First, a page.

Originally Published in Blogs by Tara Parker-Pope
Last year, The New York Times called the Mexican artist Martín Ramírez “simply one of the greatest artists of the 20th century.” What is so remarkable about his achievement, beyond the mesmerizing repetition of lines and images in his drawings, is that all of the work was created inside a mental institution.
Mr. Ramírez, who died in 1963, was an immigrant who fell on hard times during the Great Depression, and for the last 30 years of his life he was institutionalized after a diagnosis of schizophrenia.
After a major exhibit of his drawings last year at the American Folk Art Museum in New York City, a cache of previously unknown work was discovered. Now 25 of those new drawings, created during the last three years of his life, are on display at the museum through April 12. This weekend, the museum is presenting a panel discussion in which historians and sociologists will explore Mr. Ramírez’s life and work, including the circumstances of his diagnosis and whether his work really reflects a mental illness.
Scientists have long studied the link between creativity and mental illness, and the lines between the two are often blurred. Studies suggest that creative people often share more personality traits with the mentally ill than “normal” people in less creative pursuits. One Stanford University study compared patients with bipolar disorder with a group of healthy people. They found that graduate students in creative disciplines shared more personality traits with the bipolar patients than with their healthy but less creative peers, according to a study published last year in The Journal of Affective Disorders.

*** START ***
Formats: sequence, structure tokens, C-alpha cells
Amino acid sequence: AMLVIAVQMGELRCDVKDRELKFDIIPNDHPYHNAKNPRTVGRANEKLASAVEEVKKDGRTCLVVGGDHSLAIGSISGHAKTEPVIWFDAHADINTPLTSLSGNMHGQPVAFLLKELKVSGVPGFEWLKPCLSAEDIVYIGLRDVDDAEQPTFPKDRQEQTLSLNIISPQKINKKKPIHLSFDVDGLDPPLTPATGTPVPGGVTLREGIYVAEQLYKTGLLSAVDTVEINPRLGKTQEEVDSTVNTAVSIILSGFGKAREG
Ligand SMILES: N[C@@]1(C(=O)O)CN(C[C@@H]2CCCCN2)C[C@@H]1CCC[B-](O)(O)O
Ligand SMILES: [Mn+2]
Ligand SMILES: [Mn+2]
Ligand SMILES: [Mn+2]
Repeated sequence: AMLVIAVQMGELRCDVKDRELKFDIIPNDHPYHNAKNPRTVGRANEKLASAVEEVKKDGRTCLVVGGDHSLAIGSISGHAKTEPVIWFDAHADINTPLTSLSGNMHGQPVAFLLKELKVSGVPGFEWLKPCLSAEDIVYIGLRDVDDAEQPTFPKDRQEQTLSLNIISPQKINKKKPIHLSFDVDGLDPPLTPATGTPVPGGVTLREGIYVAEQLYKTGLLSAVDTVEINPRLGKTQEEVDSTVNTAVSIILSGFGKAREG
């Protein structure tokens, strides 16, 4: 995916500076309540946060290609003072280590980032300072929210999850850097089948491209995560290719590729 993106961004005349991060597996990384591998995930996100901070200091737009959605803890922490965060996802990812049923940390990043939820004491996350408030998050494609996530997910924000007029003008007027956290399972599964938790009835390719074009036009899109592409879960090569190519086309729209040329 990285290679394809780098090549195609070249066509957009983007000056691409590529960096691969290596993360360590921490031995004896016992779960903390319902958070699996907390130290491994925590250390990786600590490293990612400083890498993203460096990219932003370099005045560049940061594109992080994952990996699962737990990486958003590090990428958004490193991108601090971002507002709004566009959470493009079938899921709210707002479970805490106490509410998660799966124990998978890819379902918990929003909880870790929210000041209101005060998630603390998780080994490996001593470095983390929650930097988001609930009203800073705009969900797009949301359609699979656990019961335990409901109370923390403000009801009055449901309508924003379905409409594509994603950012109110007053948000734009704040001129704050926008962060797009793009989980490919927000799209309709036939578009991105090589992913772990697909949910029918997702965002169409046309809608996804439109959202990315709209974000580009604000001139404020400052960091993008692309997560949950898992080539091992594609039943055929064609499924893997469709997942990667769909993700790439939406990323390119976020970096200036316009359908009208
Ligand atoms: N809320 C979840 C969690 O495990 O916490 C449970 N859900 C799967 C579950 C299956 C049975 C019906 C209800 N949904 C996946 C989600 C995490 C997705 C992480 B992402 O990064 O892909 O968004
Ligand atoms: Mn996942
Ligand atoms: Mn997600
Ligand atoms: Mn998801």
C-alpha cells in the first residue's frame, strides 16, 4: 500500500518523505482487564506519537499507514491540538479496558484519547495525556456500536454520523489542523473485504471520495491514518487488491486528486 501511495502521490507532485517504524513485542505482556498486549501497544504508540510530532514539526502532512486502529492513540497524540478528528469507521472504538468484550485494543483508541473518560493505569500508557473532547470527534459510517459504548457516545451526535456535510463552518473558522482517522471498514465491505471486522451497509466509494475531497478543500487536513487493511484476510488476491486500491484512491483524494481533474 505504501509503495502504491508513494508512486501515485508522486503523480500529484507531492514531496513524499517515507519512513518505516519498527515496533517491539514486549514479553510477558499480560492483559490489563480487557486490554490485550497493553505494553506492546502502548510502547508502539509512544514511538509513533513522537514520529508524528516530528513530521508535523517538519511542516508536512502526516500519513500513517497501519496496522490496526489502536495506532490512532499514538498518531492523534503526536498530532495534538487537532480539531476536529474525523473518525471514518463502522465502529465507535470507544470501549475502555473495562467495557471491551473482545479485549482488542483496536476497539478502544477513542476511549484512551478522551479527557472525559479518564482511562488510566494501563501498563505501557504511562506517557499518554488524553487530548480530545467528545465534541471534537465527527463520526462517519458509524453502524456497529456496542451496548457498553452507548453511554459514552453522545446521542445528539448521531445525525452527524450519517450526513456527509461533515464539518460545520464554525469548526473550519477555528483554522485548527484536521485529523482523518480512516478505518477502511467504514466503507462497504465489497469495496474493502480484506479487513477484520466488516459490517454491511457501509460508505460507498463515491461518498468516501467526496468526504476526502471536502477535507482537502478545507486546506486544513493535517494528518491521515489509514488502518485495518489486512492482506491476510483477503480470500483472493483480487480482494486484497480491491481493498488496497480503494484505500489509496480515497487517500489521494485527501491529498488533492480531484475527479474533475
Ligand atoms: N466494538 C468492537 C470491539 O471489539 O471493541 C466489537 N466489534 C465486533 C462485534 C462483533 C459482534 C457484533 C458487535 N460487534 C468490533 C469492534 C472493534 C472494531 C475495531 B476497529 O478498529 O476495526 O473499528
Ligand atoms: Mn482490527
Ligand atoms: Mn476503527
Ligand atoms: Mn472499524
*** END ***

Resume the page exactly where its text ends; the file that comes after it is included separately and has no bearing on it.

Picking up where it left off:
In the case of Mr. Ramírez, scholars continue to debate whether the artist really suffered from mental illness. Some see a thoughtful sanity in the work. Brooke Davis Anderson, the director and curator of the Contemporary Center at the Folk Art Museum, says the latest exhibit shows that Mr. Ramírez developed artistically over the years, employing a greater use of color and a bolder exploration of the abstract near the end of his life. And unlike art that is sometimes typical of the mentally ill, she said, he didn’t need to fill in every space on his canvas.
“That diagnosis does stick to him,” said Ms. Anderson, who will be speaking on Saturday’s panel at the museum. “But he wasn’t afraid of white space at all, His reliance on motifs and animals indicate a more sane and less mentally ill part of Mr. Ramírez. There’s great diversity in the decorative palate, composition and scale.”
Whatever the answer, the work and the artist’s personal story are fascinating. He created art long before the days of “art therapy” classes. Later in his career he was given art supplies, but early on he was forced to cobble together his own tools to make art. He made bowls out of dried oatmeal, grabbed scraps of paper in the hospital, used burnt matchsticks to draw, and made paste for collages out of potatoes and saliva.